Year Established: 2016 Start Date: 2016-03-01 End Date: 2017-02-28
Total Federal Funds: $27,277 Total Non-Federal Funds: $67,773
Principal Investigators: Jasmine Saros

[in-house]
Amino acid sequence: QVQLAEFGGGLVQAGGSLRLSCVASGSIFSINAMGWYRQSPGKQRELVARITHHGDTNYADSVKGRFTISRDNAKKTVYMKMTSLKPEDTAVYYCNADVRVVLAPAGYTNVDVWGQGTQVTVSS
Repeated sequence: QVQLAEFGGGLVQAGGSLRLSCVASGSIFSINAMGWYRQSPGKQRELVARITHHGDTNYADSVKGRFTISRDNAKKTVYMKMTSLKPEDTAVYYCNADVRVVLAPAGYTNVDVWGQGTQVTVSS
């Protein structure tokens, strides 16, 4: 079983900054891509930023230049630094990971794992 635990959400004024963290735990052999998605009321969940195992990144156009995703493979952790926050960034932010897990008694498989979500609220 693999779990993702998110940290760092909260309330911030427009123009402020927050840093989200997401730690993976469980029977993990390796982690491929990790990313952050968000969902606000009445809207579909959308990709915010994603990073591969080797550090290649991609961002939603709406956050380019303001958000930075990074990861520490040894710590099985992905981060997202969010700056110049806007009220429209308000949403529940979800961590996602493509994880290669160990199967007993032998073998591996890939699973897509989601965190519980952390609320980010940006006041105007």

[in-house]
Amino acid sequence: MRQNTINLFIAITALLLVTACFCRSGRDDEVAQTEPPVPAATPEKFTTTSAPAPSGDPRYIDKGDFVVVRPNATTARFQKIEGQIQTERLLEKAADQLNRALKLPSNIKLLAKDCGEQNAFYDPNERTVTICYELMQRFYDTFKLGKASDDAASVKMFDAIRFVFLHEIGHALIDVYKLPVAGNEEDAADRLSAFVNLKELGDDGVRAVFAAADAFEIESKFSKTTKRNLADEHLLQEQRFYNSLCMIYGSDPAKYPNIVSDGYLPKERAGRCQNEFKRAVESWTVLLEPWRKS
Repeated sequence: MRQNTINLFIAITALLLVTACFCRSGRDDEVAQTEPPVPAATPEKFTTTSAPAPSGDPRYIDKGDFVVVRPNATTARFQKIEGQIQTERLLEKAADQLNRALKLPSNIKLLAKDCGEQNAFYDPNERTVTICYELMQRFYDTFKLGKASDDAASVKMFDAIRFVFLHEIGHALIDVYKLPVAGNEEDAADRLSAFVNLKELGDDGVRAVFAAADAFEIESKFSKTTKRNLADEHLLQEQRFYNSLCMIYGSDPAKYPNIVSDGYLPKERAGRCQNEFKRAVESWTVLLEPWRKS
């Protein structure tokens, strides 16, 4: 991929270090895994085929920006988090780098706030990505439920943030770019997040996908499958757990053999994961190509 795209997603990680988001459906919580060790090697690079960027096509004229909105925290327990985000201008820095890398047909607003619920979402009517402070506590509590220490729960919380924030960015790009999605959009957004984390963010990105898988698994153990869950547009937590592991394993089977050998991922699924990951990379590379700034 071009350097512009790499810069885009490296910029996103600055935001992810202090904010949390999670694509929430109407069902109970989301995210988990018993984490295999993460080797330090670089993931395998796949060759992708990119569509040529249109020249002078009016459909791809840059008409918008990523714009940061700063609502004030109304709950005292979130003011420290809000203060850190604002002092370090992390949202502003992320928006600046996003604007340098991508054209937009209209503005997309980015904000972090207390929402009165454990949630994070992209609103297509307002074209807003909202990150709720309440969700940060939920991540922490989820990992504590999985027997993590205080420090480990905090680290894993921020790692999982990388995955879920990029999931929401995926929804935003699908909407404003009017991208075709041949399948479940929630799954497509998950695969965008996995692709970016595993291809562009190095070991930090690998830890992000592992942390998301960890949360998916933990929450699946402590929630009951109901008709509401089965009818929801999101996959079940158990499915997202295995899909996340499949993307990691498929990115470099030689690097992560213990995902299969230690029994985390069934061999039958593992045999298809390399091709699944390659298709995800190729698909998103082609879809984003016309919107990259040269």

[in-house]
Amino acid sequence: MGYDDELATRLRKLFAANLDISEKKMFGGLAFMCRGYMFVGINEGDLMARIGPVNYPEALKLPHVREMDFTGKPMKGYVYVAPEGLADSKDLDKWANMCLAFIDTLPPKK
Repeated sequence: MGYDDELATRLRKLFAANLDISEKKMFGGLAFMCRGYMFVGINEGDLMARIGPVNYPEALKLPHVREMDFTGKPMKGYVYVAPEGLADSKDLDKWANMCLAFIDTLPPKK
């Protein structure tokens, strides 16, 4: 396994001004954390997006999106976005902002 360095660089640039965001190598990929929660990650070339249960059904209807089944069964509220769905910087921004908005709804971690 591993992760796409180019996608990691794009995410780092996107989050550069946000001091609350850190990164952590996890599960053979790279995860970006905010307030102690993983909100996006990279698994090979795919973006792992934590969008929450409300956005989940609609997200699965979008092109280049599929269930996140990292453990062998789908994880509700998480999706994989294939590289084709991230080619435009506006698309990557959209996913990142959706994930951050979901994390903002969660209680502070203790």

Abstract: Lakes are an integral part of Maine’s landscapes and communities, and approximately half of Maine’s high quality drinking water comes from 46 lakes across the state. This high quality water is threatened by a rapidly changing climate, in particular, extreme precipitation events, which have increased in frequency in the Northeastern U.S. by 60-80% since the 1950’s. Recent research on a previous WRRI-funded project suggested that average annual concentrations of dissolved organic carbon (DOC) increased in Maine lakes during extreme wet years. In Maine lakes that serve as drinking water sources, scientists and water district managers have identified algal blooms, taste and odor problems, and harmful by-products as some of the problems created by rising DOC concentrations. Currently, however, the extent to which storm events are altering DOC and consequently the biota of Maine’s lakes is unclear. Furthermore, little is also known about the economic costs associated with these potential changes in water quality, which pose health threats and expensive remediation strategies. Our goal is to assess the vulnerability of Maine’s drinking water lakes to these potential effects of increasing extreme precipitation events. A subset of 12 Maine drinking water lakes were selected for this study based on variation in ecological and economic features as well as stakeholder (i.e., water districts) interest. Our approach and objectives include quantifying changes from extreme precipitation events using storm sampling and quantifying the costs and benefits of changes in water quality, management, and treatment. Meeting these objectives will lead to a better understanding of the effects of storms on DOC and subsequent biological and economic effects in lakes as well as development and implementation of adaptation and management strategies.